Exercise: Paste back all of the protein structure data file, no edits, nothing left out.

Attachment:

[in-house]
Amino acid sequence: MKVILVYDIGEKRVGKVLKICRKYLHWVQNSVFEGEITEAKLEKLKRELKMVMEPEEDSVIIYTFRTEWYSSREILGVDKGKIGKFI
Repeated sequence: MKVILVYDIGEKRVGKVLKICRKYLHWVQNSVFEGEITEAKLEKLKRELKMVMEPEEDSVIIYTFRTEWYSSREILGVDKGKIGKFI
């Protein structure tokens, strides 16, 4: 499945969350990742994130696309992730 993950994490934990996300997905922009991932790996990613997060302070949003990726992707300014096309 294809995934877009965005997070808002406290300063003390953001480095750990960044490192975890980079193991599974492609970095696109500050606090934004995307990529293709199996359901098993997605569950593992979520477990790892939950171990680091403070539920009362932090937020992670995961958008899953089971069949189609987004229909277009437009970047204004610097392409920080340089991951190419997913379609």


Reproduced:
[in-house]
Amino acid sequence: MKVILVYDIGEKRVGKVLKICRKYLHWVQNSVFEGEITEAKLEKLKRELKMVMEPEEDSVIIYTFRTEWYSSREILGVDKGKIGKFI
Repeated sequence: MKVILVYDIGEKRVGKVLKICRKYLHWVQNSVFEGEITEAKLEKLKRELKMVMEPEEDSVIIYTFRTEWYSSREILGVDKGKIGKFI
């Protein structure tokens, strides 16, 4: 499945969350990742994130696309992730 993950994490934990996300997905922009991932790996990613997060302070949003990726992707300014096309 294809995934877009965005997070808002406290300063003390953001480095750990960044490192975890980079193991599974492609970095696109500050606090934004995307990529293709199996359901098993997605569950593992979520477990790892939950171990680091403070539920009362932090937020992670995961958008899953089971069949189609987004229909277009437009970047204004610097392409920080340089991951190419997913379609």